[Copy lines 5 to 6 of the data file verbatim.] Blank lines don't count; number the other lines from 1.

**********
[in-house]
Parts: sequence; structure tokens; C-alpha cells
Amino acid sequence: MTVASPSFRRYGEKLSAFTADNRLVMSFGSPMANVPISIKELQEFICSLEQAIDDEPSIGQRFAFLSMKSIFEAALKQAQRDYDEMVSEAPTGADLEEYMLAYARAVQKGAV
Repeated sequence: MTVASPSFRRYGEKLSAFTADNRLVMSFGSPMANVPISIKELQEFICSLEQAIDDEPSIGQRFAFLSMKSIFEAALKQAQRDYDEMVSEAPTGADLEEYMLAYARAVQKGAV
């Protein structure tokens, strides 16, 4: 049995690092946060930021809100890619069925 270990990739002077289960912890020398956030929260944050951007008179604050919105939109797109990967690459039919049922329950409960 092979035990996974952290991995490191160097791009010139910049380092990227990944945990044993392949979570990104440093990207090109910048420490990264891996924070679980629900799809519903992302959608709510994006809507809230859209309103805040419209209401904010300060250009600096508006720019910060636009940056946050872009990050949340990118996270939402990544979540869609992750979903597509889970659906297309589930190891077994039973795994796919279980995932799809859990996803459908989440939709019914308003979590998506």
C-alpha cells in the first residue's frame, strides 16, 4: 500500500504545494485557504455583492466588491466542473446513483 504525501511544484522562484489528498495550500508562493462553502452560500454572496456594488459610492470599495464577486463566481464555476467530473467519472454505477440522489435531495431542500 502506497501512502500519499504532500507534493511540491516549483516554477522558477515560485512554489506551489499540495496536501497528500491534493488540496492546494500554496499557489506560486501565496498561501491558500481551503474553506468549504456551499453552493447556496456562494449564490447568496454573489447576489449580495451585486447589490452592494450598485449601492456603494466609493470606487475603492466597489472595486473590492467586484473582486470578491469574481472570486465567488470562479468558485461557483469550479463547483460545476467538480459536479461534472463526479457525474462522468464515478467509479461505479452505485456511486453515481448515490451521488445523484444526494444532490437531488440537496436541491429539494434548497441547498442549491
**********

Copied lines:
């Protein structure tokens, strides 16, 4: 049995690092946060930021809100890619069925 270990990739002077289960912890020398956030929260944050951007008179604050919105939109797109990967690459039919049922329950409960 092979035990996974952290991995490191160097791009010139910049380092990227990944945990044993392949979570990104440093990207090109910048420490990264891996924070679980629900799809519903992302959608709510994006809507809230859209309103805040419209209401904010300060250009600096508006720019910060636009940056946050872009990050949340990118996270939402990544979540869609992750979903597509889970659906297309589930190891077994039973795994796919279980995932799809859990996803459908989440939709019914308003979590998506």
C-alpha cells in the first residue's frame, strides 16, 4: 500500500504545494485557504455583492466588491466542473446513483 504525501511544484522562484489528498495550500508562493462553502452560500454572496456594488459610492470599495464577486463566481464555476467530473467519472454505477440522489435531495431542500 502506497501512502500519499504532500507534493511540491516549483516554477522558477515560485512554489506551489499540495496536501497528500491534493488540496492546494500554496499557489506560486501565496498561501491558500481551503474553506468549504456551499453552493447556496456562494449564490447568496454573489447576489449580495451585486447589490452592494450598485449601492456603494466609493470606487475603492466597489472595486473590492467586484473582486470578491469574481472570486465567488470562479468558485461557483469550479463547483460545476467538480459536479461534472463526479457525474462522468464515478467509479461505479452505485456511486453515481448515490451521488445523484444526494444532490437531488440537496436541491429539494434548497441547498442549491